Yesterday I mentioned the two core assumptions that make up the WoW model: the endgame paradigm, and the myth of parity . In that first part, I describe Blizzard's endgame perspective that says that only raiders are allowed to level their character past the numerical level cap and achieve the true maximum levels in the game. Now, I'd like to talk briefly about the other basic assumption, the myth of parity.
In this case, 'parity' roughly means equality. The myth suggests that there are three basic activities in an MORPG: PvP, Raiding, and Questing, and all of them are about equal in terms of their importance to the game and the number of people participating in each of them. These are the three "things you do" in MORPGs and the number of players enjoying each of them is about same. So in order to maintain a well-rounded game that serves everybody, each of these populations must be served equally.
The problem with the myth of parity is that it is a myth in the classic as well as the common sense of the word.
In the common sense, it is a myth in that it tends to be false. There is some evidence to suggest that more players are active in the questing and leveling portion of an MORPG than in the raiding or PvP sides of things. Certainly this is true in the Sapience quote we referenced yesterday. LOTRO is specifically
rejecting any concept of parity in its game. Raiders do not make up
even one-tenth of Lord of the Rings players, and in fact the number is
down around 3%.
For other games where the developer hasn't made such a public announcement, we simply do not know. Attempts have been made over the years to look at WoWProgress, or other raid tracking sites, and try to derive raid participation but each methodology has flaws. It's interesting to note that the estimates are typically around 15%, from pro- and anti-raiding factions alike. I see very few stat-based claims that a third or even a fourth of WoW players are actively raiding current-tier normal bosses.
Not just a myth but a Myth
Parity is also a Myth in the classic sense because it has become ingrained in the
basic assumptions that players make about the game, and they begin to
simply take it for granted as being accepted fact and a universal truth.
Sapience came out and told us plainly that the percentage of raid participation was in the low single digits. But in a testament to the power of the myth, you immediately heard the response from gamers everywhere, "That can't be right..." Sapience must be using some weird definition, or he's lying to us, or he wants the game to fail. "While his stats might be true for LOTRO," others were quick to jump in, "Don't make the mistake of applying that to other games. It's just wishful thinking."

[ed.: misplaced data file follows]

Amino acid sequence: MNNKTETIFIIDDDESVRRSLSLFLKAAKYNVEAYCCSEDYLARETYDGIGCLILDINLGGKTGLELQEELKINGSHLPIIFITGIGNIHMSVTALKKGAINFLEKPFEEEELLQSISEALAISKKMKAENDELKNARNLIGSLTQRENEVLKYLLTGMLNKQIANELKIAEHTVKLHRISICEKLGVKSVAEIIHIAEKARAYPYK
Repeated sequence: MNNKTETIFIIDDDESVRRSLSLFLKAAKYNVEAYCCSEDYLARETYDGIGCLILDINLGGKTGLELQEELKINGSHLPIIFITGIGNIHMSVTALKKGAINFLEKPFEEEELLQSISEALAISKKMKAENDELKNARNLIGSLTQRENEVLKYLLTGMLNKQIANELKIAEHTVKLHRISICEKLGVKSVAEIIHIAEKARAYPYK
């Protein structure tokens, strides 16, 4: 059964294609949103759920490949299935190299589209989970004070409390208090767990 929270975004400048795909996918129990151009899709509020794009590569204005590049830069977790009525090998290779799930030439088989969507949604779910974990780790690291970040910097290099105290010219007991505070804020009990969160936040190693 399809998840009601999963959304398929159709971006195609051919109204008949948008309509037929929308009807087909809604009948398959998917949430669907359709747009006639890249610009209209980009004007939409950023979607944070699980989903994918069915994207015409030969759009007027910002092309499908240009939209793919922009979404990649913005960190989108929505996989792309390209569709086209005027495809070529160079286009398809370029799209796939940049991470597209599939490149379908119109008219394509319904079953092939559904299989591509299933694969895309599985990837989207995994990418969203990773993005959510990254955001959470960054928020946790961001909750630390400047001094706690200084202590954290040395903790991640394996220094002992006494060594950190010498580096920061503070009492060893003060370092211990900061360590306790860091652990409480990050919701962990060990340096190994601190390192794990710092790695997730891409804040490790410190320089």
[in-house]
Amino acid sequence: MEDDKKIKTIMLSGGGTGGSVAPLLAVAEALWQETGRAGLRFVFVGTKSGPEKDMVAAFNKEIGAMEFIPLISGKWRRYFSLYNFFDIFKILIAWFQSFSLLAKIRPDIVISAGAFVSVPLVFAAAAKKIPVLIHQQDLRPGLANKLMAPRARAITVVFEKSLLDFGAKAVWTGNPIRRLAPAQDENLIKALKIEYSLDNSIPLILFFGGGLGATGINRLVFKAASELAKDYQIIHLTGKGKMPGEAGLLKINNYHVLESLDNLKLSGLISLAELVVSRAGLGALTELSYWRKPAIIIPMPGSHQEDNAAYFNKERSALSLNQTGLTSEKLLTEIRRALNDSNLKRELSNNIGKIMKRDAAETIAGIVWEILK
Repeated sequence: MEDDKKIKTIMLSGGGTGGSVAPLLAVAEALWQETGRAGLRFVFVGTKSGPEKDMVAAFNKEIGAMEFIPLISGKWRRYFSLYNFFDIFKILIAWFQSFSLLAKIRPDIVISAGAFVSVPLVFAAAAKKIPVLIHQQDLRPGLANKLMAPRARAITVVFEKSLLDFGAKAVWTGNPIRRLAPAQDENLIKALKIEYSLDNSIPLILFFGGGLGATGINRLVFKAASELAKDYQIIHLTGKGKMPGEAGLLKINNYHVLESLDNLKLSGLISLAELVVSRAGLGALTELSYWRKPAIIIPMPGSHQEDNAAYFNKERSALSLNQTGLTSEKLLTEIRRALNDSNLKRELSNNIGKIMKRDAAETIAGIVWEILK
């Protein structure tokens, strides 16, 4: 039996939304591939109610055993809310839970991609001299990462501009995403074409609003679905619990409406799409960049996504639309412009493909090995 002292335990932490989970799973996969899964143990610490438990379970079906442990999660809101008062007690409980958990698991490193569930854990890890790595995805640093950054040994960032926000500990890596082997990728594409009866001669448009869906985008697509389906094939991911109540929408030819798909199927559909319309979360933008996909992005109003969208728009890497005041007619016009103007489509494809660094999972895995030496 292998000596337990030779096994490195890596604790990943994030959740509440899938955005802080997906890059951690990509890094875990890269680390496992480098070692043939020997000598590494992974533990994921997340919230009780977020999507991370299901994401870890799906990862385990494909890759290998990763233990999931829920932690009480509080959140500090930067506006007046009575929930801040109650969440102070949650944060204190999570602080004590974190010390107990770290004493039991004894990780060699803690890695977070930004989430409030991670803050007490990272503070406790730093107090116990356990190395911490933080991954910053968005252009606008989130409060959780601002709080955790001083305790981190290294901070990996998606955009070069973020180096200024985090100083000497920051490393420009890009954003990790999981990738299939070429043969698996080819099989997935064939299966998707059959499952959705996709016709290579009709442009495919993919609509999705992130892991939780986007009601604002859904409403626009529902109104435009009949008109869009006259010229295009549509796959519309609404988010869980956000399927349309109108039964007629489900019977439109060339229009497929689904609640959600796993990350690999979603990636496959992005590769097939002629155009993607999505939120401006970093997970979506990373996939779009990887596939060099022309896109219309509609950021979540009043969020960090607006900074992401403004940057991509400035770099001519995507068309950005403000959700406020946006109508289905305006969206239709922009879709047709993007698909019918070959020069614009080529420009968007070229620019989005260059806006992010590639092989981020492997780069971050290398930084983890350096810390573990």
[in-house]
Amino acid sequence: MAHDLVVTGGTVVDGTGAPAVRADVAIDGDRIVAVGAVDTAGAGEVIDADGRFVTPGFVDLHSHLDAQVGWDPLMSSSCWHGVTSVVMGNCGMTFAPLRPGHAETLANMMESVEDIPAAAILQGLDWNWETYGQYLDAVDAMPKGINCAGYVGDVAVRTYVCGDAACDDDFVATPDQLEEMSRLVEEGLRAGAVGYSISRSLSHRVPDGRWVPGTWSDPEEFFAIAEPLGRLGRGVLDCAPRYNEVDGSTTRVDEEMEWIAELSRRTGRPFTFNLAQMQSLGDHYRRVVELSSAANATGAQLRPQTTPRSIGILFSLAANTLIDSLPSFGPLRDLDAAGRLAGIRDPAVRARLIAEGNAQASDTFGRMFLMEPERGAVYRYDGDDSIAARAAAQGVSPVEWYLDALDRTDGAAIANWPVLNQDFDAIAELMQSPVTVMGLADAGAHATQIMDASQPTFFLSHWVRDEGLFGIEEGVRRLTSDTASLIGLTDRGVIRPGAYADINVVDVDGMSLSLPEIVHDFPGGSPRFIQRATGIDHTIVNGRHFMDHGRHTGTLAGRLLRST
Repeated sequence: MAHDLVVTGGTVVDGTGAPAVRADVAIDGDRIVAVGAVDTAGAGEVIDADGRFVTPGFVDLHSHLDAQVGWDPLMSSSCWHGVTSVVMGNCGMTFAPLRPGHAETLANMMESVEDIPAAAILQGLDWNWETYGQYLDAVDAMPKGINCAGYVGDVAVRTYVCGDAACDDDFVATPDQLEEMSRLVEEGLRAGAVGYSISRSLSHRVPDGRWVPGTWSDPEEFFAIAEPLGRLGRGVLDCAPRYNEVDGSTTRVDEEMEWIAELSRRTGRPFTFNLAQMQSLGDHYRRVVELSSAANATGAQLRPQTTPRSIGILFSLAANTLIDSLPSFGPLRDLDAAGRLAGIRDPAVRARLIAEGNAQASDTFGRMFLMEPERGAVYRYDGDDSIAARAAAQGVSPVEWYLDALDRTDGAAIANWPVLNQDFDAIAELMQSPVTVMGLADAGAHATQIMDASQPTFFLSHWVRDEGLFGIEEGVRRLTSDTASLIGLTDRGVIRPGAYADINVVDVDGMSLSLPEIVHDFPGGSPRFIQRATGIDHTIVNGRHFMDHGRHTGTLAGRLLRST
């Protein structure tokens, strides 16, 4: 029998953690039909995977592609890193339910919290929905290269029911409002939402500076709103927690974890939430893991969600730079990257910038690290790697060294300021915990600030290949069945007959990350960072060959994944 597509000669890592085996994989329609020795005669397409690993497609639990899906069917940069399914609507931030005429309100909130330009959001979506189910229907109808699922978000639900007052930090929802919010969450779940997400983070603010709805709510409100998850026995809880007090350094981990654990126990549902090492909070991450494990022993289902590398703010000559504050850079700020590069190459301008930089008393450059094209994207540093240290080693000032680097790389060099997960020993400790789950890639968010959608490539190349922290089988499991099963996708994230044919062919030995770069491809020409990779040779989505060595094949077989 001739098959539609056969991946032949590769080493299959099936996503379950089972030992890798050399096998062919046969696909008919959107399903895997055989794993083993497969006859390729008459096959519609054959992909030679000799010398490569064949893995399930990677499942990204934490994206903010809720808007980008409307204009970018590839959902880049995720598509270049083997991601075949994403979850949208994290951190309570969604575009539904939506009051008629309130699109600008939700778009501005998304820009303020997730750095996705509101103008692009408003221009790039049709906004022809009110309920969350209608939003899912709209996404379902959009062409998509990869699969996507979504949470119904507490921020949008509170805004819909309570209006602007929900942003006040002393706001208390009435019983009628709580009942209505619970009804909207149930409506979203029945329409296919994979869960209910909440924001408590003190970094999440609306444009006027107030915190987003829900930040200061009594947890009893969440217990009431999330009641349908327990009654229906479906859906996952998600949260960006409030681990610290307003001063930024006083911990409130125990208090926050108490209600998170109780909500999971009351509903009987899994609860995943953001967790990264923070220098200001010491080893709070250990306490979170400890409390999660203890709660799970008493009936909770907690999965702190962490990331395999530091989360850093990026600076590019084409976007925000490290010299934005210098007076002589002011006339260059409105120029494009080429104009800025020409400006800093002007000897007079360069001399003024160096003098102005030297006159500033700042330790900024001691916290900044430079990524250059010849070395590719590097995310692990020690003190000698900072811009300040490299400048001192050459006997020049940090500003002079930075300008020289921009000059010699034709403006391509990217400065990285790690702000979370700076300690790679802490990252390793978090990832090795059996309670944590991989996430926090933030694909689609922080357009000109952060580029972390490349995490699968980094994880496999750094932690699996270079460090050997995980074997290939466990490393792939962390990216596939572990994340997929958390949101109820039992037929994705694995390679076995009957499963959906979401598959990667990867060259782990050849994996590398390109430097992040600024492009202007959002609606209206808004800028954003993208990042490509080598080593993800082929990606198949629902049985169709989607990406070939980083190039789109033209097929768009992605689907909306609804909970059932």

As a Myth, it can be very useful to developers but also quite destructive. It can be useful when the myth gives developers cover for producing the kind of content they themselves want to play.
On the other hand, we see the presence of the Myth in derogatory terms like "Welfare Epics" because epics rightfully only belong to raiders. We see games making design decisions based on the Myth that later need to be re-visited when they subsequently find that player opinion and player behavior are sometimes quite different. SWTOR PvPers became frustrated because they just assumed that all MORPGs would make PvP a priority, and Bioware simply didn't for a long time. Even commentators who never PvP began to feel uncomfortable because they felt that pvpers "deserved content just as much as the rest of us."
It is the Myth that causes players to brand a game as 'failed' or 'incomplete' if it isn't released with all three prongs of this unholy trinity, even if the reviewers themselves don't PvP or raid. And it is the Myth that keeps devs from developing other content to fill the endgame space. 'We can't develop scenarios, for example, beyond their current state without losing a tier of raiding.'
We are reaching a point however, when game developers are questioning, and in some cases rejecting the myth of parity and the raid-first endgame design as underlying assumptions for their game. We're As game developers step away from these two assumptions, they are freeing themselves from the things that bind them to the shadow of WoW. It is only at this point that MORPG innovation can begin again.
Post twenty-two in the Blaugust challenge to post once a day for the 31 days of August.